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Webster Tarpley: The World and Our Tasks in 2014

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posted on Jan, 1 2014 @ 10:25 AM
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Webster Tarpley, in his online radio program World Crisis Radio, made a very important broadcast dated Dec. 28, 2013, which can be heard at tarpley.net. He has recapped some of his thoughts and ventured further to give a wide ranging overview of what the current situation is in world politics and what needs to be done about it in a video broadcast for YouTube, which can also be viewed at tarpley.net, dated Dec. 31.



In the radio broadcast Tarpley goes into a little more detail on the subject of Snowden, but taking a cue from Webster, I wanted to pick up on his main point about "privacy" and elaborate my own thoughts on the subject.

Webster, very perceptively, catches a point at which the activity of Edward Snowden and Julian Assange act in unison with the globalist forces that want to destroy "democracy" by focusing people's attention on "privacy" as a major issue in modern life. Of course "privacy" is important and should be respected insofar as what one used to call the law, decades ago in the age of the search warrant, allowed. People have a right to an expectation of privacy. So many things in life would either not happen or would happen entirely differently if there were no privacy.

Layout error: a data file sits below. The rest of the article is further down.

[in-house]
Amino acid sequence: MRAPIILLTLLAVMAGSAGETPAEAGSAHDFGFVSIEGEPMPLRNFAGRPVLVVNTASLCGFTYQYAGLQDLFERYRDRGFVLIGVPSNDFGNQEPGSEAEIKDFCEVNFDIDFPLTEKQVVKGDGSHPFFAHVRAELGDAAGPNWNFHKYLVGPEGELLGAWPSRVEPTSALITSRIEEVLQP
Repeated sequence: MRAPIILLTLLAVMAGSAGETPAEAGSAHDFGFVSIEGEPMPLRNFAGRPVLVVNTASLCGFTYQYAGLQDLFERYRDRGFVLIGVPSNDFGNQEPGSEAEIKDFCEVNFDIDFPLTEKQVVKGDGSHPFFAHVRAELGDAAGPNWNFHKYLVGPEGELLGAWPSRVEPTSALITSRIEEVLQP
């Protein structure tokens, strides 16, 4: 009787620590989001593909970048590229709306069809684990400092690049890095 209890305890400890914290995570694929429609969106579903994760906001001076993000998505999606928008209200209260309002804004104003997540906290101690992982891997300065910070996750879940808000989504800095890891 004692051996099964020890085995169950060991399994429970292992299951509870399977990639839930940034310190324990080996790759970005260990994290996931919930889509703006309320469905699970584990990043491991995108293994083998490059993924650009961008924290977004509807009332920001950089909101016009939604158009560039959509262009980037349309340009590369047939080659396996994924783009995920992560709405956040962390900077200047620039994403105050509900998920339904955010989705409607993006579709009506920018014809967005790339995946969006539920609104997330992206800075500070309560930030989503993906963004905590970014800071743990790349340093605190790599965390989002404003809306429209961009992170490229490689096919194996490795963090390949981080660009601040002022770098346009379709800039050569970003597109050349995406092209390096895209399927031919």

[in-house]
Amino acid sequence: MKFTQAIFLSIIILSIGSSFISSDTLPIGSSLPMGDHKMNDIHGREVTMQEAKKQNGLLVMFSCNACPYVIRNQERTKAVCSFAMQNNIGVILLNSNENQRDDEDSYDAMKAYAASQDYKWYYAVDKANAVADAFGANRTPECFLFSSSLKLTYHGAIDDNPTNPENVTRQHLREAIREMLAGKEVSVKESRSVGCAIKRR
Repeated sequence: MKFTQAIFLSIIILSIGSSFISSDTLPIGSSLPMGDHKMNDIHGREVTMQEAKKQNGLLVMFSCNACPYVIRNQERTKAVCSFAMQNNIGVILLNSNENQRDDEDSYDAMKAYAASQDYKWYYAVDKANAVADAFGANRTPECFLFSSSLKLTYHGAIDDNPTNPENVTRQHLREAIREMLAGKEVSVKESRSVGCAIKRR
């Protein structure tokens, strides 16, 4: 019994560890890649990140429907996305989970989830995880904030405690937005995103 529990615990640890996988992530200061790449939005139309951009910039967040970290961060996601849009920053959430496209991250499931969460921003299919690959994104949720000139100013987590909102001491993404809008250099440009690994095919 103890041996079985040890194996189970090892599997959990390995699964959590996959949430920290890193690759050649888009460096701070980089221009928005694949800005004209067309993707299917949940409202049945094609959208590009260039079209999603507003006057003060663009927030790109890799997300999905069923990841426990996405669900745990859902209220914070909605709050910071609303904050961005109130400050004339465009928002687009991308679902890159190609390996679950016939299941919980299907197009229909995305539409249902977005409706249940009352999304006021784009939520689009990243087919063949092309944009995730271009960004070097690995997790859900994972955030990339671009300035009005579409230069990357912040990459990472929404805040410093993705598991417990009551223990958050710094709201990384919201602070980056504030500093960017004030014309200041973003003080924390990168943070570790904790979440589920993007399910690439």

However, privacy can be taken too far. What if political life were to become "private" in every way?

Would this lead to a breakdown of society? Would society lose its social character and become simply a sum of individuals not greater than its individual parts? It seems far fetched but isn't that what has been happening for quite a long time now?

The "Occupy Movement" was largely unfocused and ineffectual. Why? Was it because that movement was largely apolitical and did not arise out of ground prepared by the steady practice of populist politics?

One thinks of "colony collapse disorder" among bees and has a vision of bees milling around aimlessly because they no longer know what to do. Are people beginning to lose contact with how political activity is conducted in a democracy? Have they already made the transition from social individuals with a political dimension to their being, over to private individuals with only individual, personal dimensions to their being?

One thinks of Kafka and of Orwell, who both gave us the horror of personal individuals deprived of an outlet for social action, caught like flies in a glass jar, wandering in circles with no way of contacting the people all around them.

Is our "information, but no action" culture creating a real world like the one described in the works of those authors? Are Assange and Snowden tools of those who would foster this development, either knowingly or unknowingly?

Would the complete success of the Snowden agenda lead to real change in society or would it simply enable the further "privatization" of humanity with a corresponding shrinkage of meaningful political action?

Is Snowden a hero for political activists or a hero for gamers and porn fans and general all around "couch potatoes", who are content to let others shape the world in which they do, after all, live.
edit on 1-1-2014 by ipsedixit because: (no reason given)




posted on Jan, 1 2014 @ 03:19 PM
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I have begun to appreciate the comments of some who certainly look askance, if not in complete distrust of such whistleblowing as the Snowden information......
If anyone hadnt already taken the disclosures for granted once operation Echelons inception ensued decades ago....they would be ill informed indeed.....